And Russell Crowe said last year that the title character, played by him, is “not benevolent. He’s not even nice.”
But what does that mean?
Let’s start with Aronofsky’s quote.
In context, it’s clear that he was talking not necessarily about Christian perceptions of Noah, but about the general perception of Noah that everyone has grown up with — everyone, that is, who has ever stepped inside a preschool or nursery where the walls are decorated with images of a man and a boat and lots of smiling animals.
As Aronofsky said in the sentence that immediately followed his “smash expectations” quote: “The first thing I told Russell is, ‘I will never shoot you on a houseboat with two giraffes behind you.’”
So basically he’s “smashing” a pop-cultural image of Noah as much as he is doing anything else. He’s asking people to stop treating the story as a children’s fable and to take it more seriously. And surely, even conservative Christians have done that sort of “smashing” from time to time.
Conservative Christians might not have the resources to make $125 million movies, but surely we have told sermons and published books that challenged popular misconceptions about the Bible and its characters, including misconceptions that were popular among our fellow conservative Christians. (Philip Yancey’s book The Jesus I Never Knew — in which Yancey used films about Jesus to help him rethink some of his ideas about our Saviour — comes to mind.)
Beyond that, Aronofsky is also drawing our attention to the fact that Noah basically witnessed the destruction of his world. Not just a city or two, like Sodom and Gomorrah, but the entire civilization within which he had been raised.
As Aronofsky recently told Total Film, “it’s truly the first apocalypse story.”
So Aronofsky is trying to get us to think about that, too.
And because he is taking the story as seriously as he is, and populating it with characters who have some semblance of realistic psychology, he is also trying to get us to think about the effect of this apocalypse on the small group of people who survived it.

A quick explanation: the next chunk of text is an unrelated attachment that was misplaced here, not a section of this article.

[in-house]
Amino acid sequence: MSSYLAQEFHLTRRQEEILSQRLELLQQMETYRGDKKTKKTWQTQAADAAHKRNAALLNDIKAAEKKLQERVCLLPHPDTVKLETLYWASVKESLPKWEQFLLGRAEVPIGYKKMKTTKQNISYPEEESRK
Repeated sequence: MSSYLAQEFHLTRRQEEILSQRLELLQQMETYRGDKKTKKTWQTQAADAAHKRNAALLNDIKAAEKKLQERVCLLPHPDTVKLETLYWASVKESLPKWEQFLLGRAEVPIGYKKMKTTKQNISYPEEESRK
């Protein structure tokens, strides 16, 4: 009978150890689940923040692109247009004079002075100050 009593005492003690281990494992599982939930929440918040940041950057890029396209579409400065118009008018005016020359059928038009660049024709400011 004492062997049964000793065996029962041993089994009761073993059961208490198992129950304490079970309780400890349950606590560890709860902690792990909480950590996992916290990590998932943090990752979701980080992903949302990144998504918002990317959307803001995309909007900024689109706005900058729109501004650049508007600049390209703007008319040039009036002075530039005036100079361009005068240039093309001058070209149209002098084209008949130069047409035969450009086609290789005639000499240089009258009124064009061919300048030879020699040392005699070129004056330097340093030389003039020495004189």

As Crowe has put it, Noah is the guy who stood and watched as everyone died. And as Aronofsky put it when he first expressed interest in making this film seven years ago, Noah had “some real survivor’s guilt” — an interpretation that Aronofsky bases partly on the fact that the Bible itself tells us Noah built a vineyard shortly after he survived the Flood and got so drunk on his own wine that he passed out naked.
It’s possible the drunkenness was a one-time thing. It’s possible that it wasn’t part of an ongoing habit. But Aronofsky’s interpretation is certainly a legitimate one.
And certainly, in my own experience growing up evangelical, the fact that Noah got drunk was often cited as one of the ways in which the Bible kept reminding us that even its heroes were fallen. (As Steve Taylor said when I interviewed him in 1994, “one of the great things about the Bible is it just gives it to you straight, y’know? You get both sides of the story with Gideon and Noah and whoever.”)
So the fact that Aronofsky has taken Noah’s drunkenness into account should not be considered a stroke against the film. Quite the opposite, in fact.
Now it is true, as The Gospel Herald notes, that the New Testament speaks of Noah’s righteousness. There is Hebrews 11:
By faith Noah, when warned about things not yet seen, in holy fear built an ark to save his family. By his faith he condemned the world and became heir of the righteousness that is in keeping with faith.
And there is II Peter 2, which calls Noah “a preacher of righteousness”.